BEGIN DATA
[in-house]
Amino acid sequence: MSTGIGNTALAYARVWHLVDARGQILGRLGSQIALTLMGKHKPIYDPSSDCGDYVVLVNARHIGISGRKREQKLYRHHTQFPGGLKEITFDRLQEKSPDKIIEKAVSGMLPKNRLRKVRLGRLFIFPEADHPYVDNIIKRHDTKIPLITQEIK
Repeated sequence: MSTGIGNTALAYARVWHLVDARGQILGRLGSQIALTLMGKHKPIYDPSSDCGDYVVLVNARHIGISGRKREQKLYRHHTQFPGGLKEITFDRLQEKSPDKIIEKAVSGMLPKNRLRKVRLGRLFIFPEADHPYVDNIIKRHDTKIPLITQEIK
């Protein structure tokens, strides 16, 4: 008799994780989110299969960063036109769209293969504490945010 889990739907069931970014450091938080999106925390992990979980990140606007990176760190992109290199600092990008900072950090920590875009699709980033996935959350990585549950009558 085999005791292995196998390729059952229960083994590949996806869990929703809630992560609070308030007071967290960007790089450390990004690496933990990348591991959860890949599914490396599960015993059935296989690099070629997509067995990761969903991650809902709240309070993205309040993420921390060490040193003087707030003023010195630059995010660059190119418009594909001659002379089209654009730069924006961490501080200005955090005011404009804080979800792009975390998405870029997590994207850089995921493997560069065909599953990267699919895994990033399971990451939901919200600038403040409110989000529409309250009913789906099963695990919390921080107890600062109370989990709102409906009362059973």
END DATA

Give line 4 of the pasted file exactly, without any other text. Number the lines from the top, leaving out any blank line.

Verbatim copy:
């Protein structure tokens, strides 16, 4: 008799994780989110299969960063036109769209293969504490945010 889990739907069931970014450091938080999106925390992990979980990140606007990176760190992109290199600092990008900072950090920590875009699709980033996935959350990585549950009558 085999005791292995196998390729059952229960083994590949996806869990929703809630992560609070308030007071967290960007790089450390990004690496933990990348591991959860890949599914490396599960015993059935296989690099070629997509067995990761969903991650809902709240309070993205309040993420921390060490040193003087707030003023010195630059995010660059190119418009594909001659002379089209654009730069924006961490501080200005955090005011404009804080979800792009975390998405870029997590994207850089995921493997560069065909599953990267699919895994990033399971990451939901919200600038403040409110989000529409309250009913789906099963695990919390921080107890600062109370989990709102409906009362059973």